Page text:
Alice Meadows: I can’t see print completely stopping any time soon – if ever. Although increasing numbers of us prefer to read at least some sorts of publications online – newspapers and journal articles in my case – I don’t know anyone who wants to read everything digitally, even my own millennial kids and their friends. In fact young readers may actually be reading more print, surprisingly – according to Publishers Weekly, juvenile fiction and non-fiction were up 0.2% and 5.8% respectively in 2013 over 2012. Having said that, I can see a future without print for some sorts of publications at some point that’s not too far off. But I wouldn’t want to put money on when – there are so many elements at play. Newspapers – those that survive – will surely go online only first.  However, while I’m sure journals will follow suit, how fast they do so will depend, for example, on how much and how fast OA publishing grows, how soon everyone will gets equal access to high-speed Internet, how quickly smaller publishers are able to afford to make the switch to online only, whether some governments such as the UK continue to tax online content at a higher rate than print, and so on. It’s equally hard to predict when print textbooks and major reference works will disappear though I suspect they too will. But as for stopping printing other types of publications – from fiction to cookbooks, and from children’s books to magazines – I think we will be waiting a very long time.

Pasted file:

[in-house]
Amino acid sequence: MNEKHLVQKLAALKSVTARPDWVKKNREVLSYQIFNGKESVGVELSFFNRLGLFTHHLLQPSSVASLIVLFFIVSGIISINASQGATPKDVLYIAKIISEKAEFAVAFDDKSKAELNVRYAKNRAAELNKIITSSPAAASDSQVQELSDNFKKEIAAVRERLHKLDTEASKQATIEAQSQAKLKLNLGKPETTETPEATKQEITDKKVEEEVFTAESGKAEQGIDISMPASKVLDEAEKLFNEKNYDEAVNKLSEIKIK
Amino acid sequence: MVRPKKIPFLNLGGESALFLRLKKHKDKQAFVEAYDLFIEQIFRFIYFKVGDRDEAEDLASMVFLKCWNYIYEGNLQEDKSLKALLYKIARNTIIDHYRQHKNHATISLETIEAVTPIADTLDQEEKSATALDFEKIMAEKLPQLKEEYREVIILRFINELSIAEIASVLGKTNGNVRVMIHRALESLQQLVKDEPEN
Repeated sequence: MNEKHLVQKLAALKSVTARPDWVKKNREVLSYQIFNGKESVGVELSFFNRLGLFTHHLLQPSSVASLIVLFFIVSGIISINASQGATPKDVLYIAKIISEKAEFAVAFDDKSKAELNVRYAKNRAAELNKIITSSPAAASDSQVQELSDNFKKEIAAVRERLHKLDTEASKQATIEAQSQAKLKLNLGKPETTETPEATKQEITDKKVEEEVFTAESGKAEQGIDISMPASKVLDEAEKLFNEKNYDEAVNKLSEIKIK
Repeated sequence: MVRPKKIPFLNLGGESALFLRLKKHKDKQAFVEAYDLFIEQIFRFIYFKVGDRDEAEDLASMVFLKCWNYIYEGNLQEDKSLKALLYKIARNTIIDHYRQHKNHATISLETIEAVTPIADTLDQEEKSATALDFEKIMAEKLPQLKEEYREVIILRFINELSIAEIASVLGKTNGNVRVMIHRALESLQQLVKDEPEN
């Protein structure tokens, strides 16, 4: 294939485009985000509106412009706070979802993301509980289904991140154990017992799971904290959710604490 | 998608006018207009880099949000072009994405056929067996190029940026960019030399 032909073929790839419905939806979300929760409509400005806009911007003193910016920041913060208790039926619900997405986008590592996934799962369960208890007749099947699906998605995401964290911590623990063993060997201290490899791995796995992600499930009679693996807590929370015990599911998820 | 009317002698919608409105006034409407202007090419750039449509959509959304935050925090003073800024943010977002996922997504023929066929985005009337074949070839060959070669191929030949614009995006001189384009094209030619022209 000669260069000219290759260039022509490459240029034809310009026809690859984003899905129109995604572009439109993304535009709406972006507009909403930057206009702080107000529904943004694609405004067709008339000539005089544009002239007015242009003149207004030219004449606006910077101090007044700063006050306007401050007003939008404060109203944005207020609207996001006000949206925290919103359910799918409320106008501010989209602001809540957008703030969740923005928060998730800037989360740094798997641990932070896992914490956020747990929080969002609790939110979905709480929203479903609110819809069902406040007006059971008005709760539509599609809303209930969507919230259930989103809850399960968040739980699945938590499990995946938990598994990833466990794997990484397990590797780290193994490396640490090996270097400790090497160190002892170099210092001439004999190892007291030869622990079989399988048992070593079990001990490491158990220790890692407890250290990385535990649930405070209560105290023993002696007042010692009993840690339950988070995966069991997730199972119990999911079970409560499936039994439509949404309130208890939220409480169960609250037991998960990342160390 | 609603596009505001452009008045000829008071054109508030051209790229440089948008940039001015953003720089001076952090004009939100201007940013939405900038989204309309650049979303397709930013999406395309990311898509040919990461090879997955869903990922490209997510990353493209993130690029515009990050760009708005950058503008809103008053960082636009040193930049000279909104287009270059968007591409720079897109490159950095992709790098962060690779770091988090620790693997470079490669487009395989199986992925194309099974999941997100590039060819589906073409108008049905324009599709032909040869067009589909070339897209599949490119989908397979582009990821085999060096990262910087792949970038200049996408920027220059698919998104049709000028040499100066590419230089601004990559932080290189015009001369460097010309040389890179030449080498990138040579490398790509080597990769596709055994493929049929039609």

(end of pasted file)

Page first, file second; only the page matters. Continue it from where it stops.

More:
David Smith:

A1) Never!
A2) We already have, really.
A3) The moment the cost to print exceeds the income generated.
A4) The future lifetime of the medium is dependent on the context in which the message will be used.

“Print” has been with us as a culture across multiple civilizations, all the way from at least Mesopotamia in 3200BCE. The Chinese gave us paper sometime around 200BCE and we are still using it after two millennia. Resilient stuff paper, which is why the use case of preservation keeps a variety of custodians at a multitude of institutions still purchasing our wares in that particular medium. Print was a luxury medium for a long time (consider pulp fiction as a market differentiator) and I think it will return to that space, strutting proudly alongside pvc discs, signifying the owner as person of wealth, taste and distinction.

In real terms however, print is already gone. You don’t keep up-to-date by printing every piece of information that you consume. Despite the continued popularity of pdf, the journal article is continuing its metamorphosis into a new form, replete with data, resolvers to the creators and repositories of the information contained therein and increasingly constructed (however imperfectly) to be consumed by machines (preserve that with yer print based methods). We are well into the adoption curve, even if culturally the idea of there not being print, sits uneasily with us. Print. On. Demand… the seeds of extinction contained within those three words – only while somebody wants it and is prepared to pay whatever that cost becomes. Context? Our affection and attachment for print is wired to the idea of permanence, importance (stop the press!) and value. To be in print is to be a signal above the noise, or it has been for all these millennia. You can trust a book. After all, you can see exactly what and how it is constructed; no faceless algorithm or quietly whirring daemon encased in plastic and glass to unsettle you.  Anyway, to jump the tracks on the original intent of the question, printing is going 3D, and there lies a wealth of opportunity.